This Recipe Looks Familiar.
All the original thought in this article is by Simon Duffy, my comments are in green. This post is reproduced with permission and my thoughts are in no way to be taken with Simon’s own, although I hope he likes them. Also thanks to Thomas Clark at AnotherAngryVoice.
Economics emerged as a moral science, an attempt to understand how to advance justice and the wellbeing of all. The word comes from the combination of two important Greek words:
- Oikos – which means family, family property or the family house
- Nomos – which means law, order or justice
Today economics is treated as merely a social science, and as with all social sciences, the assumption that there is a moral order and that justice is a fundamental reality has faded. This is very much to the disadvantage of the science. Without moral imagination economics becomes lost in its own self-made world of artificial principles and models. It tries to predict rather than to guide us towards what is right. It becomes a servant of the powerful and of economic power in particular, rather than an advocate for economic justice.
No wonder economics has become known as the dismal science, it has become a mix of academic over-use of mathematics and policy proposals from shadowy “think tanks” whose funding is not properly disclosed. The Adam Smith Institute being a case in point, if you think the phrase Neo-liberal is just a made up word of the left think again. The ASI scores E (the lowest possible) when it comes to transparency. I’m no expert on Adam Smith but the drivel I read from the ASI in no way resembles anything I remember.
It is striking that one of the founders of economics, Adam Smith, was a moral philosopher and that, his original vision was certainly very moral. For instance, Smith wrote:
“This disposition to admire, and to worship, the rich and the powerful, and to despise, or, at least, to neglect persons of poor and mean conditions… is the great and most universal cause of the corruption of our moral sentiments.”
Smith is responsible for helping to found the most powerful and well known of economic theories, economic liberalism; and while there have been some other important innovations in thinking and practice over the years, this approach – which stresses the importance of individual free choice in promoting good outcomes – has been resilient. Most economic theory is merely a footnote to liberalism.
I like choice I’m basically in favour of it, but what use is it if you not only have no money you have no prospect of any either. This is not to say that everyone should be able to afford a private jet but certainly the basics, and who knows, even a few treats thrown in? The spending of other people is your income regardless of source.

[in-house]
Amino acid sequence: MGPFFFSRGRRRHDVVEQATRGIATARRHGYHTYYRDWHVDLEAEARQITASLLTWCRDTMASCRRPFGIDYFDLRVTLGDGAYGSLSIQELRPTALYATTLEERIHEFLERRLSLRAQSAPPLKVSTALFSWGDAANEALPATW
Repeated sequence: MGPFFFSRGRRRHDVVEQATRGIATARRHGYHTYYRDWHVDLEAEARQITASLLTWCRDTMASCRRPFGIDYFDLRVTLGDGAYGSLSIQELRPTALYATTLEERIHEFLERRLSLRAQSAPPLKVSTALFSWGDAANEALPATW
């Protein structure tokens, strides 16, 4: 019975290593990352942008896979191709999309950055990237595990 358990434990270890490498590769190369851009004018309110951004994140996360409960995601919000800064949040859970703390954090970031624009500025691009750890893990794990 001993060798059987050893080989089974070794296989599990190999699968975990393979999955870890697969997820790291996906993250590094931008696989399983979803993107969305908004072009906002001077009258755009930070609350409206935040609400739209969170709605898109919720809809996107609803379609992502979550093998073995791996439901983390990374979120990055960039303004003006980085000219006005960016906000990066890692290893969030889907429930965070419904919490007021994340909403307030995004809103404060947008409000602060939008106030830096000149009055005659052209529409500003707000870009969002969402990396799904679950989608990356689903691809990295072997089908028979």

It is a sad irony that the ideas of a man who often stressed the rights and freedoms of the poorest is now often cited to support the policies that harm them. In the UK, Government’s of both Left and Right, have turned justice on its head and acted as if we exist to serve the market, not the other way around. Advocates of justice often use the term liberalism, or its variant, neoliberalism to define the nature of their moral error.
This marks a decline in the meaning of the world liberalism that is also bitterly ironic. Originally being liberal meant to be free or to be lavishly generous. There is nothing liberal about the meritocratic, mean-spirited elites who rule our country today.
In fact I think that when we criticise the current Conservative Government, or the previous Coalition or New Labour Governments, as ‘liberal’ or ‘neoliberal’ we are in danger of flattering them. There is nothing liberal in their policies – in either sense. They do not enable more people to be free and independent, they do not encourage generous giving or secure welfare. They are illiberal, reducing freedom and increasing inequality and poverty.
I also have no idea how the term liberal became so bastardised it seems to mean two different thing to the UK and American. Put a “Neo” in front of it and it means something else entirely, you have as much freedom as money buys you. It is very well worth pausing to think just how right-wing the general narrative has become and in whose interests this is.
Are the Poor being threatened? Well they certainly are from where I’m standing, social media, the blogosphere and the more responsible MSM are all over it. I have no idea why this has taken so long to permeate public conscientious but I do know it’s behind the rise and rise of one Jeremy Corbyn. The reason I think is pretty simple, more and more people we know, very hard-working people, are getting shafted and for no good reason. Now, I believe, we know they mean us. We’re struggling to cope because we never thought it would come to this, when did you last get a wage rise? How did it come to be that our kids now pay almost £60,000 for a degree? £100 billion that will cost to put right so someone isn’t doing too badly with all that money and it isn’t us.
The fact is we didn’t stand up for people when we should have. The disabled, the unemployed and the very low paid, we made our excuses and looked the other way. The benefits freeze, public sector pay freeze, the zero hour contracts and the sanctions regime. In the House of commons just last week Theresa May said we could end up like Greece. Needless to say Thomas Clark over at AnotherAngryVoice had an aneurism! We cannot become like Greece because we currency issuers of our own sovereign countries. Yet we did become like Greece in one respect, our off the scale wage decreases are only matched by Greece. he came up with this excellent graphic to show another key difference between us and Greece.
Tune in for Part Two tomorrow!
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